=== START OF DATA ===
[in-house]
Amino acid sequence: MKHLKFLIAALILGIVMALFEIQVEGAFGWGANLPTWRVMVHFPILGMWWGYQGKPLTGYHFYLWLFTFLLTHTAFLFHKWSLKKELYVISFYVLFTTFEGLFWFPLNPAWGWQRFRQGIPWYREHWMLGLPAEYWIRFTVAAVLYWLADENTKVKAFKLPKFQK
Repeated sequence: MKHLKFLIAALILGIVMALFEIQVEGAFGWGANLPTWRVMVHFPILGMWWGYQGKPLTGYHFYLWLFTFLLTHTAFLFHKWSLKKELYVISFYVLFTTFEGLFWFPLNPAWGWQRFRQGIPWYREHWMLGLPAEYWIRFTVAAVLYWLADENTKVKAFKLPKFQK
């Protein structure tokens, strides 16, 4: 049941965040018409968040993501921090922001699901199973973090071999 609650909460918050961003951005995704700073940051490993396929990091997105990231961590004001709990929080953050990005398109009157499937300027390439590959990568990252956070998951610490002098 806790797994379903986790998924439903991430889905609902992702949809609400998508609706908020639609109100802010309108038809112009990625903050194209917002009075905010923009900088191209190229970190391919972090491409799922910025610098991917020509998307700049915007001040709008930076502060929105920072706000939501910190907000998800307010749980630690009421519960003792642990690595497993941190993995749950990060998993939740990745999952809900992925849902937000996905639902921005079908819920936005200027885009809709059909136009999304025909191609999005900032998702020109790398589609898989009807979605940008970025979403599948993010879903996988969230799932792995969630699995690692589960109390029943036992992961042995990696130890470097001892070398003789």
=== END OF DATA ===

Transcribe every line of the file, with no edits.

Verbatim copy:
[in-house]
Amino acid sequence: MKHLKFLIAALILGIVMALFEIQVEGAFGWGANLPTWRVMVHFPILGMWWGYQGKPLTGYHFYLWLFTFLLTHTAFLFHKWSLKKELYVISFYVLFTTFEGLFWFPLNPAWGWQRFRQGIPWYREHWMLGLPAEYWIRFTVAAVLYWLADENTKVKAFKLPKFQK
Repeated sequence: MKHLKFLIAALILGIVMALFEIQVEGAFGWGANLPTWRVMVHFPILGMWWGYQGKPLTGYHFYLWLFTFLLTHTAFLFHKWSLKKELYVISFYVLFTTFEGLFWFPLNPAWGWQRFRQGIPWYREHWMLGLPAEYWIRFTVAAVLYWLADENTKVKAFKLPKFQK
């Protein structure tokens, strides 16, 4: 049941965040018409968040993501921090922001699901199973973090071999 609650909460918050961003951005995704700073940051490993396929990091997105990231961590004001709990929080953050990005398109009157499937300027390439590959990568990252956070998951610490002098 806790797994379903986790998924439903991430889905609902992702949809609400998508609706908020639609109100802010309108038809112009990625903050194209917002009075905010923009900088191209190229970190391919972090491409799922910025610098991917020509998307700049915007001040709008930076502060929105920072706000939501910190907000998800307010749980630690009421519960003792642990690595497993941190993995749950990060998993939740990745999952809900992925849902937000996905639902921005079908819920936005200027885009809709059909136009999304025909191609999005900032998702020109790398589609898989009807979605940008970025979403599948993010879903996988969230799932792995969630699995690692589960109390029943036992992961042995990696130890470097001892070398003789």